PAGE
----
It seems like every beauty article I’ve read lately is telling me when I need to dispose of my makeup. The problem for me, as with a lot of bloggers, is that we have a lot of makeup and some of it only makes it out of storage for the most special of special occasions. So, I thought it might be useful to explain what the makeup expiration time limits these articles give us are based on, the risks you run by using your products past these dates, and how can you extend the life of your products.
The first risk is of bacterial contamination. Bacteria loves to grow in warm, moist environments, so the biggest risks are in moist products (gels, liquids, tints or creams) that we use on moist areas (eyes and lips). The big offenders here are mascara, liquid eyeliner pens, lipsticks and lip glosses. Next up, are facial products, especially any that are touched repeatedly with fingers or swiped on the face. To minimise the risks and extend life on these products, here are a few easy tips:
- Make sure and store these in a non-warm/non-moist environment (Keep these stored out of the shower area!);
- Keep the lid on tightly when not in use to minimise airborne contaminants;
- Try to not touch the applicators, but drip the products onto an applicator that you can clean separately (like a brush);
- For products like gel eyeliners, use an applicator that can be cleaned and sterilised;
- For very rarely used items, you can sterilise them with rubbing alcohol after each use to minimise germs;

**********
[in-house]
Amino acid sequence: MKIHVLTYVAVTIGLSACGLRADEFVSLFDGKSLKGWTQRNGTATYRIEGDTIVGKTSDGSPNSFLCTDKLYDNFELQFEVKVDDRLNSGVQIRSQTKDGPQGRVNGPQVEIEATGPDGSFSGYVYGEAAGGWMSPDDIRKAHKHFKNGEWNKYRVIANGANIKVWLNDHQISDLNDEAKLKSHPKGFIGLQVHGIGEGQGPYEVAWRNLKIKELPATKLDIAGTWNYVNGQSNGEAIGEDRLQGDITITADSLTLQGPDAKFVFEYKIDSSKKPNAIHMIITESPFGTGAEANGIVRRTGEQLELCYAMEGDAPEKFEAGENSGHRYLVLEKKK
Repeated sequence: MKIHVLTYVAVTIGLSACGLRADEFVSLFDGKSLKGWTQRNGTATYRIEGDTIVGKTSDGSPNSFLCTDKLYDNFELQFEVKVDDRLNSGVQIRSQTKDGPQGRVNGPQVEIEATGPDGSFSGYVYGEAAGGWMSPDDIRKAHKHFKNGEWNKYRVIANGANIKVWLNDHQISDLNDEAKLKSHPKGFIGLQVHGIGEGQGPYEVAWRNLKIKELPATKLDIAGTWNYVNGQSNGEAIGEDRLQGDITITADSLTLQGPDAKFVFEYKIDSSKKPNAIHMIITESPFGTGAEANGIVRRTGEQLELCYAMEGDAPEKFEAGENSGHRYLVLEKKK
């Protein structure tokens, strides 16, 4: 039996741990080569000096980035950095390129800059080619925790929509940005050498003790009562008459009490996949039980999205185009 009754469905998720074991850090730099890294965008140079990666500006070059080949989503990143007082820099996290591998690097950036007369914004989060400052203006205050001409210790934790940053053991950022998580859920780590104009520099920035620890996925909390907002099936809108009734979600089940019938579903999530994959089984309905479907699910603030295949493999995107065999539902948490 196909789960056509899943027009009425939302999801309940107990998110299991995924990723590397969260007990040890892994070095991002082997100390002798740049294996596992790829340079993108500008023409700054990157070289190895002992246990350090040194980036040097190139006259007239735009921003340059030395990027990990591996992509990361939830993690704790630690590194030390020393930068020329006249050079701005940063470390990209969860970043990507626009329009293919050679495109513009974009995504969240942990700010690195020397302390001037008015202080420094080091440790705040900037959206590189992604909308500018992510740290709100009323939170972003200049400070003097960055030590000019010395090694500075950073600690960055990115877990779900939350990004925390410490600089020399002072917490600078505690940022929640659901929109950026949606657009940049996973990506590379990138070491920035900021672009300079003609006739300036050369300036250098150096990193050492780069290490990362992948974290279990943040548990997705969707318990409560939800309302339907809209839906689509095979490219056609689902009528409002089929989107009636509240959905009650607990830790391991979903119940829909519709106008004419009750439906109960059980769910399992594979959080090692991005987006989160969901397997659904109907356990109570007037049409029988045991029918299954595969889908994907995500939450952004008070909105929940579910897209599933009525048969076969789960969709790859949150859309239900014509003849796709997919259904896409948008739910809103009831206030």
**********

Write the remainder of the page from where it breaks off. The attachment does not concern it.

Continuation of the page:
- Wash your hands before using any products where you have to touch the container.
The second risk is that the active ingredients can lose effectiveness or the formula can become less stable. This why you get suggestions like throwing out nail polish after a year (as if!). Powder-based pigments fall into this category, as do lotions, blush, brow pencils, fragrances and so on. It’s worth noting here that sunscreens (SPF) are particularly prone to expire so make sure to double up and not rely on the SPF given on an old product. This is one of the most common triggers of an expiry/PAO (period-after-opening). The risks associated can range from the product becoming less vibrant, the product separating or the product simply changing texture or fragrance; but if the active ingredients have changed, you may be more prone to skin irritation in some cases. To minimise the risks and extend life on these products here are a few easy tips:
- Keep out of direct sunlight as this will encourage degradation;
- Keep the lid on tightly when not in use to minimise the product drying out or losing texture;
- Temperature control will help these products maintain stability (Again, not stored in the shower area!);
- If you suddenly discover old eyeshadow or blush that you want to start using again, try testing the product on the back of your hand to test whether the product will irritate your skin, before swiping it across the face and potentially having a very bad reaction.
Essentially, most products are designed to last as long as it would reasonably take you to use them up and are tested presuming the worst about how you will store your makeup. With care, you can extend the life even further that suggested with really very little risk to your health.
About the Contributor
Rebecca is an Australian beauty blogger with a passion for data organizing! She has an extensive makeup collection (mainly nail polish), with a personal blog at lastcontrast.wordpress.com. She has 3 kids and 3 cats and keeps very busy on both fronts. She enjoys puns and silly jokes, and is always aiming to be more organized around the house, but is never as successful as she planned. She has a makeup organizing app on Apple and Android available via www.mymakeupcollection.com